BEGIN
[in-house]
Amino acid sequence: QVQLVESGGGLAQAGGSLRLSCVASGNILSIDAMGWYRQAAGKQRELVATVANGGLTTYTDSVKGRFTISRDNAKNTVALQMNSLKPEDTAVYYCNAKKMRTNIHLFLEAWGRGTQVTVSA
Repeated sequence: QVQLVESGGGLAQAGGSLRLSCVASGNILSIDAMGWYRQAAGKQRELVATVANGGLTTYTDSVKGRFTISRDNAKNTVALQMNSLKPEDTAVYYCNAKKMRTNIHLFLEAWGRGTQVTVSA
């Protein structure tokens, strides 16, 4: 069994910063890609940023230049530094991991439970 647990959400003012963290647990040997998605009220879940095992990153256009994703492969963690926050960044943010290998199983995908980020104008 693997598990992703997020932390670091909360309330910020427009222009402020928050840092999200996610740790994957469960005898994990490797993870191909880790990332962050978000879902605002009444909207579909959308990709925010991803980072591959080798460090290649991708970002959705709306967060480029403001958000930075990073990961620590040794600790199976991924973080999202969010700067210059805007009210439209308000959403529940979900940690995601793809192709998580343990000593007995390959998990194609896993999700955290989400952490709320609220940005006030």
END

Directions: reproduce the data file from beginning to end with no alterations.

[in-house]
Amino acid sequence: QVQLVESGGGLAQAGGSLRLSCVASGNILSIDAMGWYRQAAGKQRELVATVANGGLTTYTDSVKGRFTISRDNAKNTVALQMNSLKPEDTAVYYCNAKKMRTNIHLFLEAWGRGTQVTVSA
Repeated sequence: QVQLVESGGGLAQAGGSLRLSCVASGNILSIDAMGWYRQAAGKQRELVATVANGGLTTYTDSVKGRFTISRDNAKNTVALQMNSLKPEDTAVYYCNAKKMRTNIHLFLEAWGRGTQVTVSA
């Protein structure tokens, strides 16, 4: 069994910063890609940023230049530094991991439970 647990959400003012963290647990040997998605009220879940095992990153256009994703492969963690926050960044943010290998199983995908980020104008 693997598990992703997020932390670091909360309330910020427009222009402020928050840092999200996610740790994957469960005898994990490797993870191909880790990332962050978000879902605002009444909207579909959308990709925010991803980072591959080798460090290649991708970002959705709306967060480029403001958000930075990073990961620590040794600790199976991924973080999202969010700067210059805007009210439209308000959403529940979900940690995601793809192709998580343990000593007995390959998990194609896993999700955290989400952490709320609220940005006030």